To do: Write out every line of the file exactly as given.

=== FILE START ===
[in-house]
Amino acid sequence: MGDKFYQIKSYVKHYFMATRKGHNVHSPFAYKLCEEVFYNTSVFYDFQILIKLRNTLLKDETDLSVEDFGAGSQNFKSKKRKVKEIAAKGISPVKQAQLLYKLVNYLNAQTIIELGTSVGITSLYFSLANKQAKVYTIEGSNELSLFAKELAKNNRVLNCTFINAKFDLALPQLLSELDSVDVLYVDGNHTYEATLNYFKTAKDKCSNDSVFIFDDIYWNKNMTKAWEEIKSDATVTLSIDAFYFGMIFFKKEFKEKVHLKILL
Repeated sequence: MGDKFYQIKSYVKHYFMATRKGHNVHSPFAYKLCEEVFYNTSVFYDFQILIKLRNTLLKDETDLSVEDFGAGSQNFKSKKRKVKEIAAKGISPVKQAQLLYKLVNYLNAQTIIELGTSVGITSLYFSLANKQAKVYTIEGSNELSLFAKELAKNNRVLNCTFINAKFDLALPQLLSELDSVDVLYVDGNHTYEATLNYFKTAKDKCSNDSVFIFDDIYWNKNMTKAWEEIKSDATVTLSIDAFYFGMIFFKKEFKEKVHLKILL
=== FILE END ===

[in-house]
Amino acid sequence: MGDKFYQIKSYVKHYFMATRKGHNVHSPFAYKLCEEVFYNTSVFYDFQILIKLRNTLLKDETDLSVEDFGAGSQNFKSKKRKVKEIAAKGISPVKQAQLLYKLVNYLNAQTIIELGTSVGITSLYFSLANKQAKVYTIEGSNELSLFAKELAKNNRVLNCTFINAKFDLALPQLLSELDSVDVLYVDGNHTYEATLNYFKTAKDKCSNDSVFIFDDIYWNKNMTKAWEEIKSDATVTLSIDAFYFGMIFFKKEFKEKVHLKILL
Repeated sequence: MGDKFYQIKSYVKHYFMATRKGHNVHSPFAYKLCEEVFYNTSVFYDFQILIKLRNTLLKDETDLSVEDFGAGSQNFKSKKRKVKEIAAKGISPVKQAQLLYKLVNYLNAQTIIELGTSVGITSLYFSLANKQAKVYTIEGSNELSLFAKELAKNNRVLNCTFINAKFDLALPQLLSELDSVDVLYVDGNHTYEATLNYFKTAKDKCSNDSVFIFDDIYWNKNMTKAWEEIKSDATVTLSIDAFYFGMIFFKKEFKEKVHLKILL